The Shiv Sena on Saturday asked whether the President was in the BJP’s “pocket”, reacting angrily to the ally’s veiled threat of imposing central rule in Maharashtra if it could not form the government.
The show of belligerence, amid signals that the Congress and the NCP are open to propping up a Sena-led government, came in an editorial titled “Insult to Maharashtra, is President in your pocket?” in the Sena mouthpiece Saamana.
“What should the common people make of the threat? Is that supposed to mean that the President of India is in (the BJP’s) pocket or that the seal of the President is lying in the BJP office?” the editorial said.
“It’s like a Mughal diktat. The law and the Constitution are not anyone’s slaves.”
Sudhir Mungantiwar, finance minister in the outgoing Devendra Fadnavis government, had on Friday said that President’s rule could be imposed if the new government was not in place by November 7.
While this was ostensibly a reminder that the current Assembly’s term expires on November 8, the comment was seen as an indication of the BJP’s determination not to let the Sena form the government with Congress-NCP support.
The Saamana editorial said Mungantiwar’s comment was “undemocratic” and “unconstitutional” and implied a threat to the newly elected lawmakers.
Nine days have passed since the election results were announced on October 24, but the Sena’s refusal to bow before the bigger partner has held up government formation despite the alliance having received a clear majority.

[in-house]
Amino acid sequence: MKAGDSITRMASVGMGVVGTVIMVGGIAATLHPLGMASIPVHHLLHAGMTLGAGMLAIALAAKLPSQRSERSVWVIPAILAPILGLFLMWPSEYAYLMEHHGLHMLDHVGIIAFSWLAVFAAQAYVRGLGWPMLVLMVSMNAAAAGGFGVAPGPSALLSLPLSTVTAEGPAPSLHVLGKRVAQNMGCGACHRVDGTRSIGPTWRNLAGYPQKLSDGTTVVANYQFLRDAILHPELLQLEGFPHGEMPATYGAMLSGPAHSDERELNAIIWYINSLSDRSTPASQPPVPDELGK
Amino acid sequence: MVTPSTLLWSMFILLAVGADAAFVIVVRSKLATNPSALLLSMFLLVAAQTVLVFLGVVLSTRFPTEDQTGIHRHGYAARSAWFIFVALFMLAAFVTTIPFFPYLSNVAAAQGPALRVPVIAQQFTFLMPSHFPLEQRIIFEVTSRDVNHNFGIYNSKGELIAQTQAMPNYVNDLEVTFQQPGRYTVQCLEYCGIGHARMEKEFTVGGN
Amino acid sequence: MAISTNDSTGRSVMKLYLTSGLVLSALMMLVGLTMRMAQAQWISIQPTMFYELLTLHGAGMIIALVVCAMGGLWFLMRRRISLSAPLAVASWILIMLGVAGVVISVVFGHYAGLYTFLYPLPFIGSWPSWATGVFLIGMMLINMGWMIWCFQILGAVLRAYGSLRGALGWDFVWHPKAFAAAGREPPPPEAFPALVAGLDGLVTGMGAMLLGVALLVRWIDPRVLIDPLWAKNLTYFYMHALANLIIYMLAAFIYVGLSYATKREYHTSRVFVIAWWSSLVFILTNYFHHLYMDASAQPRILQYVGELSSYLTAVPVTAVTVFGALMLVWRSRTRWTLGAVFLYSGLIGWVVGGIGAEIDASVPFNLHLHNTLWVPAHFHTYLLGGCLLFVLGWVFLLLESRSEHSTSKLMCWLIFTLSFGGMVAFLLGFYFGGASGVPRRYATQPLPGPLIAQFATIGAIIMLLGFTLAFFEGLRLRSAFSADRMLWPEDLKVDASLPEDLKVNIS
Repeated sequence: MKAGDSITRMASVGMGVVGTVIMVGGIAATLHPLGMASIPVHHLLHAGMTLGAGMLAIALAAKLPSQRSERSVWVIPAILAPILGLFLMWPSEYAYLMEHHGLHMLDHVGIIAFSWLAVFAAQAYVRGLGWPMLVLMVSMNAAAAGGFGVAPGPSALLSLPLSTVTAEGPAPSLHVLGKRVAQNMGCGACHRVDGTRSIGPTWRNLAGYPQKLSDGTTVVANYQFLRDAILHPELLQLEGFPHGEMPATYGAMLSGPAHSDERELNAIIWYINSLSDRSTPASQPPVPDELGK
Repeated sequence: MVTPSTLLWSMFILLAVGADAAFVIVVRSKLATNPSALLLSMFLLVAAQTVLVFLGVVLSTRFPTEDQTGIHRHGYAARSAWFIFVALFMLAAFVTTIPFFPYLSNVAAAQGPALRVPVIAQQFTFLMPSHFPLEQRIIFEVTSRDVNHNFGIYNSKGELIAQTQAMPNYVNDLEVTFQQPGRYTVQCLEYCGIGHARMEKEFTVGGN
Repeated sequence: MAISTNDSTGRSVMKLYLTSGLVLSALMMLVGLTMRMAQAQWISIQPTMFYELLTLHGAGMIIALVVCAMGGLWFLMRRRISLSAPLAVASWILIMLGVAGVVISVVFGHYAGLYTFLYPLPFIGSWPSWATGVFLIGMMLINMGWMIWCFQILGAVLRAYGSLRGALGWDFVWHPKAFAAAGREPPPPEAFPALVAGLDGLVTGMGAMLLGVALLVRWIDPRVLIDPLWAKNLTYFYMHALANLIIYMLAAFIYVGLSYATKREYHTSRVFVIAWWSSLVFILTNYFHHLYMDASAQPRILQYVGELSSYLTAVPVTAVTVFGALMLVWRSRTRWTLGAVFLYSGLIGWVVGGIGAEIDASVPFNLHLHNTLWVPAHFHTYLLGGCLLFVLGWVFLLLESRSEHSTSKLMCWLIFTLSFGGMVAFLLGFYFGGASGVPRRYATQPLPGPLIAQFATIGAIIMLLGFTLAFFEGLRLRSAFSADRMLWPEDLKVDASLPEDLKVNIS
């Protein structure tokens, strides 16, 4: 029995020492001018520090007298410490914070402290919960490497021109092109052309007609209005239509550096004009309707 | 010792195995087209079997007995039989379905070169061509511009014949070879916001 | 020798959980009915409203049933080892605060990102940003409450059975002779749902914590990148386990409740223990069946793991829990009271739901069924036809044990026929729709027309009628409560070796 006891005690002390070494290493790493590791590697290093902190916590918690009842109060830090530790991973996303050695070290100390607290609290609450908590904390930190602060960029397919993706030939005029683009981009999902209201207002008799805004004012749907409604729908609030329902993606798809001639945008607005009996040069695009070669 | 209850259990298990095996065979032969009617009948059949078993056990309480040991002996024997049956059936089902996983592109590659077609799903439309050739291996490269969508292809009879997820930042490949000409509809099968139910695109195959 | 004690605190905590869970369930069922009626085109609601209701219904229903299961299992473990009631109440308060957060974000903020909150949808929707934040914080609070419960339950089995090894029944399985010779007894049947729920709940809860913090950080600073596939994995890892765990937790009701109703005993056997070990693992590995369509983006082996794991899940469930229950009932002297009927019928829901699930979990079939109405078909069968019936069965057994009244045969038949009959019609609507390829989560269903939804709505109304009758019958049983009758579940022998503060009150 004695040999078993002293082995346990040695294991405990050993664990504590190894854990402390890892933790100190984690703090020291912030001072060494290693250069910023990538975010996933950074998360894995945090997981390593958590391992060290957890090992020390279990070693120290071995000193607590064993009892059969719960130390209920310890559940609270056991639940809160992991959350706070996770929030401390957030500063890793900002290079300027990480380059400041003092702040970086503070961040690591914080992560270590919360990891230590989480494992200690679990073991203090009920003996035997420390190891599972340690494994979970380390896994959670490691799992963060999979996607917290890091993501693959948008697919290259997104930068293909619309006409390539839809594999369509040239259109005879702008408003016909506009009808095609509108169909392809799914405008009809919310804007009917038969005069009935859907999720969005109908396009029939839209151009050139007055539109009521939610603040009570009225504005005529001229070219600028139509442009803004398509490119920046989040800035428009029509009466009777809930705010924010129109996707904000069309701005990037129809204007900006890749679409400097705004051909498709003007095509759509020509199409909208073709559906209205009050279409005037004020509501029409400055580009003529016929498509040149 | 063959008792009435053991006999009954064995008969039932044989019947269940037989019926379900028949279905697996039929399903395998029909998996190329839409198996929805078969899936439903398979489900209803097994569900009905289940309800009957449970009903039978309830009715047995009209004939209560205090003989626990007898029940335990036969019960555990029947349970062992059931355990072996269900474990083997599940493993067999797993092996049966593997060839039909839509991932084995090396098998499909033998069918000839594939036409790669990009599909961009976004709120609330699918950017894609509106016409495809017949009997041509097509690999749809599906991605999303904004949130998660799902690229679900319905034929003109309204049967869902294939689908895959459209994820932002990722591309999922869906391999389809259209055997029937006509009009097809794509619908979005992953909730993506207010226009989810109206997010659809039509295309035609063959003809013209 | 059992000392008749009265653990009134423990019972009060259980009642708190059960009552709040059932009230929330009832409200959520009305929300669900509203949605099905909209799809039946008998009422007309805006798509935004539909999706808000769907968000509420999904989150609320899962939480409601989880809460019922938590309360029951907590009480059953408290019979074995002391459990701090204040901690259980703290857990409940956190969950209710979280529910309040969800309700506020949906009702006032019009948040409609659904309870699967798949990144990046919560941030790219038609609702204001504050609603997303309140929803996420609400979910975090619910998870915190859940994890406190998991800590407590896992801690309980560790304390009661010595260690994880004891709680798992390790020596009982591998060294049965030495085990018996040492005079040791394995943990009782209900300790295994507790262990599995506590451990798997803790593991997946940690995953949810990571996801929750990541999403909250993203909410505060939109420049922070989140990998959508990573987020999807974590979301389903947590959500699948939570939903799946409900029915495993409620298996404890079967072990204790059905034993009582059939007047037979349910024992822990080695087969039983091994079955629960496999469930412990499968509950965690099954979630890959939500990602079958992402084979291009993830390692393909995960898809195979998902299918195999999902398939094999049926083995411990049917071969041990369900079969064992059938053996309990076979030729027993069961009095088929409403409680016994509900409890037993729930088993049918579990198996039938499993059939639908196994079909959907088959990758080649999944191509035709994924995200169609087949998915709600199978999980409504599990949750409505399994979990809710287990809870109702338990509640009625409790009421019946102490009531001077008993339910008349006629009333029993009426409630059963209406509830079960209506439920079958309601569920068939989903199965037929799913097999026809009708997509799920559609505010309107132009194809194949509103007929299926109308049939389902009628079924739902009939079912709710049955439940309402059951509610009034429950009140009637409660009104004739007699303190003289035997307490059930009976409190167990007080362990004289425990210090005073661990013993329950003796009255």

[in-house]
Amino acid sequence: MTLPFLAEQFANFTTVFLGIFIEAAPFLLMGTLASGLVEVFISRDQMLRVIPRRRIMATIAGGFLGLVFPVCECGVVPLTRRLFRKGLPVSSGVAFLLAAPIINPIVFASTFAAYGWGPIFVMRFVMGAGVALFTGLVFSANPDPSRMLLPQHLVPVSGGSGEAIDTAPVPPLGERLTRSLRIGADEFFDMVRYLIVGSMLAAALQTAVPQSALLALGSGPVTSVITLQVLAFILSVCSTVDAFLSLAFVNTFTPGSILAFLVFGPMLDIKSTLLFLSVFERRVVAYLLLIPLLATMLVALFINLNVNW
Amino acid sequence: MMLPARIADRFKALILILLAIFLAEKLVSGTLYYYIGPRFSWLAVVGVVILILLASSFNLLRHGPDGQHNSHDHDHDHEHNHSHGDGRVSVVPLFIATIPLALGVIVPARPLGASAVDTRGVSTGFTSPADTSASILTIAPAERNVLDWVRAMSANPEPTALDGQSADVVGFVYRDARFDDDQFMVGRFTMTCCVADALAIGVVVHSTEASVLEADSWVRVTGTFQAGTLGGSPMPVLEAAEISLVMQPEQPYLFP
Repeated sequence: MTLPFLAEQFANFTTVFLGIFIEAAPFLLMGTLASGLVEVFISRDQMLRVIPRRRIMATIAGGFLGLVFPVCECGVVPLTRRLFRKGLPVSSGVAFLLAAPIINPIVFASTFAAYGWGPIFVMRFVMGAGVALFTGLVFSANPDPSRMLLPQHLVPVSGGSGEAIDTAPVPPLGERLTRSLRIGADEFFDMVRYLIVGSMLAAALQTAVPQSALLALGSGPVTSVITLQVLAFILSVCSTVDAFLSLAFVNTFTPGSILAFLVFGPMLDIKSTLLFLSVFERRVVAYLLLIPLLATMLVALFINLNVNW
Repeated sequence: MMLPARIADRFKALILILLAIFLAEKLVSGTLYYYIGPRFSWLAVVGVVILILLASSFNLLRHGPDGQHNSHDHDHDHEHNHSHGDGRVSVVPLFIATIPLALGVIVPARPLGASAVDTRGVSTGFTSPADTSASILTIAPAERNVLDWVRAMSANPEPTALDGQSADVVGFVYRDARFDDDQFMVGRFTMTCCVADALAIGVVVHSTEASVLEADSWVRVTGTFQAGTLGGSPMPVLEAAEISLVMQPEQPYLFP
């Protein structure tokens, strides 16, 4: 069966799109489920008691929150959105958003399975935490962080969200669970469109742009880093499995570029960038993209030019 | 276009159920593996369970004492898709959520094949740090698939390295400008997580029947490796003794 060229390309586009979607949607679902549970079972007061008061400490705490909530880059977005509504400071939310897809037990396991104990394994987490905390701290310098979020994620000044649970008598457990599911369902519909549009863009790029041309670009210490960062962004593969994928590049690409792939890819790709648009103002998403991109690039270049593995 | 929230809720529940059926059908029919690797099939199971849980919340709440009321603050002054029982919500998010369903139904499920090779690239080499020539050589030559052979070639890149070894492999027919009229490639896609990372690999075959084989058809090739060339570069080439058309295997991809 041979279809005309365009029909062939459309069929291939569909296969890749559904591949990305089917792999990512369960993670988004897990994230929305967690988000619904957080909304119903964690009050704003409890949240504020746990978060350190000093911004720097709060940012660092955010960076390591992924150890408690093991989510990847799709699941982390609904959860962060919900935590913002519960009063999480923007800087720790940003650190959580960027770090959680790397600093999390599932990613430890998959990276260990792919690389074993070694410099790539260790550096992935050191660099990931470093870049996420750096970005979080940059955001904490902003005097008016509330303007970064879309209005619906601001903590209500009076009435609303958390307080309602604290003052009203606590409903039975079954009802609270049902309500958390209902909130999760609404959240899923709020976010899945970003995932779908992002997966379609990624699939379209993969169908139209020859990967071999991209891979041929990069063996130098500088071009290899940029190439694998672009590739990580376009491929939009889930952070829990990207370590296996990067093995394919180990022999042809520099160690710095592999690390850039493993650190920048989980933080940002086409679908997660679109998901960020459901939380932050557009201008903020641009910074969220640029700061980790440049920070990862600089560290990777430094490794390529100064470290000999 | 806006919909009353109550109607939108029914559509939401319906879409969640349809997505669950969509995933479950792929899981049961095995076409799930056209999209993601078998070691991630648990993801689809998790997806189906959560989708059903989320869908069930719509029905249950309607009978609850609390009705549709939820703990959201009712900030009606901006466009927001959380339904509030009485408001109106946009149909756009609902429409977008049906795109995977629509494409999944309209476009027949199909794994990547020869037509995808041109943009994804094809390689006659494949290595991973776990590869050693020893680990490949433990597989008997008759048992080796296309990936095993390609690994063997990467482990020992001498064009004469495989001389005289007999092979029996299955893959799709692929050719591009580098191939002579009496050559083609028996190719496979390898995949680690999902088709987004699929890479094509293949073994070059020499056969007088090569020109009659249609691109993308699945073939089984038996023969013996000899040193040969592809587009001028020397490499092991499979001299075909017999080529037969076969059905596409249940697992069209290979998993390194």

“Those threatening to impose President’s rule should first stake claim to form the government. Then we will see,” the Saamana editorial said.
“The President is the constitutional head. He is not an individual but (represents) the country. The country is not in someone’s pocket.”
Although the Sena has a history of buckling after adopting aggressive postures against the BJP, political sources suggested the party was determined to extract its pound of flesh this time.
BJP insiders said the Sena had the backing of not only key Congress and NCP leaders but also several “moneybags” who wanted to keep the BJP out of power in the country’s financial capital.
However, the BJP, which is continuing back-channel talks with its ally, believes the Sena would eventually come around, as it had done before the summer Lok Sabha polls.
At the time, the Sena had lambasted the BJP and declared it might contest alone. But it capitulated after a meeting between BJP president Amit Shah and Sena chief Uddhav Thackeray.
This time the Sena has been referring to a purported agreement reached at that meeting about a 50:50 power share in Maharashtra, with the chief minister’s post going to the Sena. Privately, BJP leaders have denied any such agreement and made it clear their party wouldn’t give up the chief minister’s post.
The BJP is confident that even if the Sena breaks the alliance, the governor would invite outgoing chief minister Fadnavis to form the government. It believes the Sena will then relent if offered the deputy chief minister’s post and a few plum portfolios.
A clear picture might emerge next week when NCP chief Sharad Pawar is expected to meet Congress president Sonia Gandhi in Delhi.